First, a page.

Mortgage securitizations backed by nonprime loans are expected to see a substantial increase this year as lenders move away from prime refinances.
During the past year-and-a-half, there have been 10 nonprime residential mortgage-backed securities issued. Five issuers were responsible for the deals.
But the volume of nonprime issuance is expected to see a two-fold increase this year. In addition, an even bigger increase is expected over the long term.
That is according to The Return of Non-Prime U.S. RMBS (What Investors Need to Know) from Fitch Ratings.
“Growth in U.S. nonprime RMBS is expected as an increase in interest rates will redirect some lender focus from prime refinances to nonprime, and successful securitizations provide visibility and incentives for potential issuers,” Fitch Managing Director Grant Bailey said in a statement. “But legislative, regulatory and market changes will limit nonprime RMBS to a very small share of the total U.S. mortgage market.”
Despite concerns about returning to the pre-crisis subprime market, Fitch noted that today’s nonprime market has improved substantially. This includes the Ability-to-Repay rule and risk retention.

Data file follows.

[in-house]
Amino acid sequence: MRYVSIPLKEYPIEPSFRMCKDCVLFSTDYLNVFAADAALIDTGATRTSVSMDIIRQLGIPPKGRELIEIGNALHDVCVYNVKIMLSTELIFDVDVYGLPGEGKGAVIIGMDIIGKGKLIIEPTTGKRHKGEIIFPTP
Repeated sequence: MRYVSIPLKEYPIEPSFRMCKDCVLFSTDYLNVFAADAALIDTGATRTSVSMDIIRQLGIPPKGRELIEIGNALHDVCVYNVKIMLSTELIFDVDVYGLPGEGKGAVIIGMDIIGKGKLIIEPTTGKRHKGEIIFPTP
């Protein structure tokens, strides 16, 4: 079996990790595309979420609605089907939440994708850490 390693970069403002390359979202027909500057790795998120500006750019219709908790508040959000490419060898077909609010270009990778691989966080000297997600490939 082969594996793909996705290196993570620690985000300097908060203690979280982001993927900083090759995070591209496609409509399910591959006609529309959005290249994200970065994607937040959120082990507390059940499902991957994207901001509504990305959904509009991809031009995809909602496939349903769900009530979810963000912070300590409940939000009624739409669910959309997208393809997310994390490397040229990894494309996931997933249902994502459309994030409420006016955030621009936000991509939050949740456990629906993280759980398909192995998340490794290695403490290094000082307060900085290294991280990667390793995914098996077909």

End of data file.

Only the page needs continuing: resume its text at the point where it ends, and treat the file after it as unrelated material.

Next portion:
Bailey noted that early nonprime RMBS performance has been very good, though prime mortgages will continue to outperform nonprime loans.
But Bailey warned that there is a
lack of precedent on how courts will interpret the ATR rule. He also said there is limited performance history for borrowers with recent major credit events.
“A ‘AAA’ rating will not be initially attainable for some issuers due to a limited track record, a point of view Fitch has had in place for several years across numerous other securitized asset types” the ratings agency stated. “Specifically, multi-originator conduit programs that were developed recently and consist of originators that Fitch is not familiar with will face hurdles to achieving ‘AAA’ ratings until a greater track record is established and Fitch has developed greater knowledge of the underlying originators.”